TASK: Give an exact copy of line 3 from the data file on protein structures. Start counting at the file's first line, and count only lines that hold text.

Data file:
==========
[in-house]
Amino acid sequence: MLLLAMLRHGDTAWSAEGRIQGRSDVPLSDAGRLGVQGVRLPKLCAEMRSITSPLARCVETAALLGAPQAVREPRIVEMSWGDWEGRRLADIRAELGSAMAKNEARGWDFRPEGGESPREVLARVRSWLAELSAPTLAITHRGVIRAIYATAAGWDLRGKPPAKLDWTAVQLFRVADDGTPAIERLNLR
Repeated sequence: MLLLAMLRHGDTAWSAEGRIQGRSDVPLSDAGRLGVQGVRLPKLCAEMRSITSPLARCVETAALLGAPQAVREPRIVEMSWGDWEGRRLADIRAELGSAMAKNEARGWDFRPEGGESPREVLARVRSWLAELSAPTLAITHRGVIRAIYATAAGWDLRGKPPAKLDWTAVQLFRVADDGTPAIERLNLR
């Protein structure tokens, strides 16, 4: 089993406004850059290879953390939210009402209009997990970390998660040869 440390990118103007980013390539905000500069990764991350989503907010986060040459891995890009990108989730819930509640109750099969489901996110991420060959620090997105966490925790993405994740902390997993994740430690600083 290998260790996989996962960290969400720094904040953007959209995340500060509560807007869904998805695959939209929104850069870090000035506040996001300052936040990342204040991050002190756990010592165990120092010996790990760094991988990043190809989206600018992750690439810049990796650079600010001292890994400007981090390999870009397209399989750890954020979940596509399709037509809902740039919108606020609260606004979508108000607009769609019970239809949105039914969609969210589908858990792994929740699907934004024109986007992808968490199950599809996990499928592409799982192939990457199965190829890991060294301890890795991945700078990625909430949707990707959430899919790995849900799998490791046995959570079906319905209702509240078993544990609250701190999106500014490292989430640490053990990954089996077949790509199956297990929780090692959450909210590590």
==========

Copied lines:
Repeated sequence: MLLLAMLRHGDTAWSAEGRIQGRSDVPLSDAGRLGVQGVRLPKLCAEMRSITSPLARCVETAALLGAPQAVREPRIVEMSWGDWEGRRLADIRAELGSAMAKNEARGWDFRPEGGESPREVLARVRSWLAELSAPTLAITHRGVIRAIYATAAGWDLRGKPPAKLDWTAVQLFRVADDGTPAIERLNLR